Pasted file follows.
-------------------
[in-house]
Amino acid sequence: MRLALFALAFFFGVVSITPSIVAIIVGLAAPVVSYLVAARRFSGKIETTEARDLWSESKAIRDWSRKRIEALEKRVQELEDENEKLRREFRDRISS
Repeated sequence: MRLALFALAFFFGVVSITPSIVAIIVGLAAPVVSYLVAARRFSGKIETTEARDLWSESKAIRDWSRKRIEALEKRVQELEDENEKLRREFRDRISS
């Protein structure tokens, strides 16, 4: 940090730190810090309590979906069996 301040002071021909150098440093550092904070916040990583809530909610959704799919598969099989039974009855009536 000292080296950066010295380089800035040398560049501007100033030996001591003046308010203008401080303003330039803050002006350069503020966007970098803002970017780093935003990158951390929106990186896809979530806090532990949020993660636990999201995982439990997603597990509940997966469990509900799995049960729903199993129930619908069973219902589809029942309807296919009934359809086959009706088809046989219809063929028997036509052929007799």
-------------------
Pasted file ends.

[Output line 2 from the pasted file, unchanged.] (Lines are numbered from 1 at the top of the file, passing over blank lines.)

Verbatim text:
Amino acid sequence: MRLALFALAFFFGVVSITPSIVAIIVGLAAPVVSYLVAARRFSGKIETTEARDLWSESKAIRDWSRKRIEALEKRVQELEDENEKLRREFRDRISS